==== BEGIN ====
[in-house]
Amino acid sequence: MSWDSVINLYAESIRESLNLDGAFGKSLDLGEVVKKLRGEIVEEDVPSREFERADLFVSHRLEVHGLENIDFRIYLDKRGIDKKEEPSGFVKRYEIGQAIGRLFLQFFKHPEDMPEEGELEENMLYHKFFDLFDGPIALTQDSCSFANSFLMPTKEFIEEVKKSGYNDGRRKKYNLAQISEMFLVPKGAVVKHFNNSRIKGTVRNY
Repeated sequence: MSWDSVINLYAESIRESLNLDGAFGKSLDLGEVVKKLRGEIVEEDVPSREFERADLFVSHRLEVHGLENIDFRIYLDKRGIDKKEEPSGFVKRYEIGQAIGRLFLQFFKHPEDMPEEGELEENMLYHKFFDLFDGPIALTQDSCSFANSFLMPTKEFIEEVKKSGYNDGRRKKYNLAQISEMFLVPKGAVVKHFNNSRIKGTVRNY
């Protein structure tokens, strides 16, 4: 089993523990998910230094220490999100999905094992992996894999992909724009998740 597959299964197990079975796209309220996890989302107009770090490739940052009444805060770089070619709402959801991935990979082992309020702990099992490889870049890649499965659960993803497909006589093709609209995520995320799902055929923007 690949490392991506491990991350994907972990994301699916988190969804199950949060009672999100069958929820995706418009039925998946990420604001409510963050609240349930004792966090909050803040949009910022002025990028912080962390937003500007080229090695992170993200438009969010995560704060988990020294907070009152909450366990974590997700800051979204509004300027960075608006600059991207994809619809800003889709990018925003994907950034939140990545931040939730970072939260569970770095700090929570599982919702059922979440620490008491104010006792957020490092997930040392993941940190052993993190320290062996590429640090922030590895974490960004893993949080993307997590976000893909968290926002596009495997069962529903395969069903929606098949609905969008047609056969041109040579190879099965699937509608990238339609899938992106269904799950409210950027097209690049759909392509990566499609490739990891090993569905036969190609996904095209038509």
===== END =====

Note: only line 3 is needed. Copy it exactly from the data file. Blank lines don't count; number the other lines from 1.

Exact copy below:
Repeated sequence: MSWDSVINLYAESIRESLNLDGAFGKSLDLGEVVKKLRGEIVEEDVPSREFERADLFVSHRLEVHGLENIDFRIYLDKRGIDKKEEPSGFVKRYEIGQAIGRLFLQFFKHPEDMPEEGELEENMLYHKFFDLFDGPIALTQDSCSFANSFLMPTKEFIEEVKKSGYNDGRRKKYNLAQISEMFLVPKGAVVKHFNNSRIKGTVRNY